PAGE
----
Joi posted a really interesting thought today. (The juicy part is after the "Hitchhiker's Guide to the Galaxy" quote.)
The point I sense he's trying to make has to do with how social software (to be specific, web- and cellphone-based expression, communication and social networking tools), which essentially allows for very easy community building by anyone, has at least one very positive side-effect: self empowerment (for lack of a better term coming to mind just now).
Depending on individual personalities of course, weblogging alone makes it really quite easy to start being involved in a community. That starts connections in the real world via such things as, for example, monthly weblogger meetups. Online, one starts posting to weblogs of peopel with similar interests, etc, and bonds are very easily created. In professional circles, one may be incited to attend a conference or presentation one would otherwise not heard of or felt qualified/"worthy" to attend. (In my case, SxSW and the 1IMC.)
Being a regular on Joi's IRC channel, #joiito, has had similar effect for me. A chance to discuss with peers, as equals, on far ranging topics, has not only elevated my feeling of worth, but has also helped my people skills tremendously. That's not to say I was "bad" with such things before, but i have definitely grown as a person, partly because of it (and partly because of "real world" experiences as well of course; some occurring because of weblogging/chatting and some not).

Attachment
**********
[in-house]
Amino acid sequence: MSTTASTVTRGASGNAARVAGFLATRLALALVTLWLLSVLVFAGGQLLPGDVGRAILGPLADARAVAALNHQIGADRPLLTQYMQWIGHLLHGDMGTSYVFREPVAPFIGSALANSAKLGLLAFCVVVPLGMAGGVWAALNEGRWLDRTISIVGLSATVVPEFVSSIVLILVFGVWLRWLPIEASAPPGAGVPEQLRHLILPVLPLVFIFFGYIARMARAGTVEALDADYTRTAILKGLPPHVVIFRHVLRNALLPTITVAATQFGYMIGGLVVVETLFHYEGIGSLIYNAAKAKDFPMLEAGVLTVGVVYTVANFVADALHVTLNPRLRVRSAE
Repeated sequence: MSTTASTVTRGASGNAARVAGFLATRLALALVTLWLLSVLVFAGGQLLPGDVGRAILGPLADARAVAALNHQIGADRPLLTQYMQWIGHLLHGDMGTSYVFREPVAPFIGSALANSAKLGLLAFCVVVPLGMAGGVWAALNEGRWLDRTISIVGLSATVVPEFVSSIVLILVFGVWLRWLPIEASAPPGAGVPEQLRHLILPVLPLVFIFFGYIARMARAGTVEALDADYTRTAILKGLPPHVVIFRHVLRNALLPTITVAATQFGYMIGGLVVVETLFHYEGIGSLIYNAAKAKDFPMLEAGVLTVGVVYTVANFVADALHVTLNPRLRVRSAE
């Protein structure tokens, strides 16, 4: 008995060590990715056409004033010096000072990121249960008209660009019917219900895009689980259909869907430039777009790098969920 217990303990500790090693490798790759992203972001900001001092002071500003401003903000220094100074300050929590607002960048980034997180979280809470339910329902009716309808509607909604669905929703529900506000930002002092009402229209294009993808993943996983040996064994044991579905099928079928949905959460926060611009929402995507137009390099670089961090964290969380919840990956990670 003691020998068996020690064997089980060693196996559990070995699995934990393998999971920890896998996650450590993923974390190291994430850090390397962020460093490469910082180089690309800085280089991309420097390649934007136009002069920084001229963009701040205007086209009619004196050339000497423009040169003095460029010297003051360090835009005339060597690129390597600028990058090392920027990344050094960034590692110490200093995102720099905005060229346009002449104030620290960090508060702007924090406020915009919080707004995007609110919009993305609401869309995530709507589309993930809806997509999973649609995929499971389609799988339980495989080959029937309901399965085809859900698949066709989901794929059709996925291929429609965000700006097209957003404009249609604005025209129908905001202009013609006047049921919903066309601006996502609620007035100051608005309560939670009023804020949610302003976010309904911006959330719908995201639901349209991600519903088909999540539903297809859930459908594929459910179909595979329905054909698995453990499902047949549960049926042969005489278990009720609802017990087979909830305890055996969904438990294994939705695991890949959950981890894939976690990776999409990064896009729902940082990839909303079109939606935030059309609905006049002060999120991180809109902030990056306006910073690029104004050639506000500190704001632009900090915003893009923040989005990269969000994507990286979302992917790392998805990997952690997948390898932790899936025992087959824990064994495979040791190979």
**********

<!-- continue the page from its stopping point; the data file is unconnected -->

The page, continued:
Previous to all this, my only online social interaction was with a small group of friends via IM and email. Though I solidified some great friendships (and very sadly totally failed one) via IM and email, it was totally contained, non-expansive, limited in some ways. This of course is part and parcel with the nature of the technology, and does not fall into the aforementioned category of "social software".
Joi continues with:
"I know that we've had tools for awhile now and online communities are not a new thing, but I think the barrier to entry continues to decline and the tools keep getting better".
Absolutely, and I agree with Marc Canter
on the subject, sort of. I take issue with part of his statement:
"create end-user experiences that so rock the house, that business models are the last thing we think about"
Marc, while yes user-experience is pa-ra-mount, a thoroughly thought out and well designed business model will see the thing survive and thrive. If not business model than at least some form of well planned (designed?) short-term goals. Don't get me wrong, I much prefer thinking of user-experience, but we have to keep all elements of a thing in mind.
The entry finishes with:
"I'm also quite interested in how this relates to mobile phones. hmm... "
Hmm indeed. Mobile phone address books/buddy lists, ubiquitous, though unintrusive, availability and connectivity (remember we are talking text-messaging and not voice calls) (and Mimi
wrote a very interesting paper on the subject
), and of course moblogs: the gateway to all the goodies of web-based social activities and endeavors.
This is everything I want to, and will be, totally into. Thank you, weblogging, for allowing me to allow myself to.